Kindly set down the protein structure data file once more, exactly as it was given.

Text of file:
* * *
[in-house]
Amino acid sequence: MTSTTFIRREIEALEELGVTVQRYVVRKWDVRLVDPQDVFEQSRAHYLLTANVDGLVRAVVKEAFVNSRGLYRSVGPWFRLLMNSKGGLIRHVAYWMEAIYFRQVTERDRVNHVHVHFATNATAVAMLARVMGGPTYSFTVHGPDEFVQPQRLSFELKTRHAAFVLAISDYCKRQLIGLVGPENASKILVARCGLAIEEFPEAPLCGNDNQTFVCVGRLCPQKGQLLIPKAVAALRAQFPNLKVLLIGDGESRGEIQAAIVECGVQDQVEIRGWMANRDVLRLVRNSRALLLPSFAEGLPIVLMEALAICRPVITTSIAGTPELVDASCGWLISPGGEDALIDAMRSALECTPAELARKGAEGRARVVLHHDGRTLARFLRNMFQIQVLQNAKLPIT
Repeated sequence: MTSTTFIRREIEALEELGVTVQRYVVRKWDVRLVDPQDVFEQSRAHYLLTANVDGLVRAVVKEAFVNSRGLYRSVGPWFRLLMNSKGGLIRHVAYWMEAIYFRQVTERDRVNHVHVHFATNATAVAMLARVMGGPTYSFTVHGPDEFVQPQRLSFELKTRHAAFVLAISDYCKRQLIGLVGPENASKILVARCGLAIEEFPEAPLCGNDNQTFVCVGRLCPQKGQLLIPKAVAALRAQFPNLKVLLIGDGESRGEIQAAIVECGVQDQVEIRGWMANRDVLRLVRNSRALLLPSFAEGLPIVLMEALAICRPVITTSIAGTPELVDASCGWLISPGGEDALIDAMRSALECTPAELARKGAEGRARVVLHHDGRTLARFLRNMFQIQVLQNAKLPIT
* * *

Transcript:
[in-house]
Amino acid sequence: MTSTTFIRREIEALEELGVTVQRYVVRKWDVRLVDPQDVFEQSRAHYLLTANVDGLVRAVVKEAFVNSRGLYRSVGPWFRLLMNSKGGLIRHVAYWMEAIYFRQVTERDRVNHVHVHFATNATAVAMLARVMGGPTYSFTVHGPDEFVQPQRLSFELKTRHAAFVLAISDYCKRQLIGLVGPENASKILVARCGLAIEEFPEAPLCGNDNQTFVCVGRLCPQKGQLLIPKAVAALRAQFPNLKVLLIGDGESRGEIQAAIVECGVQDQVEIRGWMANRDVLRLVRNSRALLLPSFAEGLPIVLMEALAICRPVITTSIAGTPELVDASCGWLISPGGEDALIDAMRSALECTPAELARKGAEGRARVVLHHDGRTLARFLRNMFQIQVLQNAKLPIT
Repeated sequence: MTSTTFIRREIEALEELGVTVQRYVVRKWDVRLVDPQDVFEQSRAHYLLTANVDGLVRAVVKEAFVNSRGLYRSVGPWFRLLMNSKGGLIRHVAYWMEAIYFRQVTERDRVNHVHVHFATNATAVAMLARVMGGPTYSFTVHGPDEFVQPQRLSFELKTRHAAFVLAISDYCKRQLIGLVGPENASKILVARCGLAIEEFPEAPLCGNDNQTFVCVGRLCPQKGQLLIPKAVAALRAQFPNLKVLLIGDGESRGEIQAAIVECGVQDQVEIRGWMANRDVLRLVRNSRALLLPSFAEGLPIVLMEALAICRPVITTSIAGTPELVDASCGWLISPGGEDALIDAMRSALECTPAELARKGAEGRARVVLHHDGRTLARFLRNMFQIQVLQNAKLPIT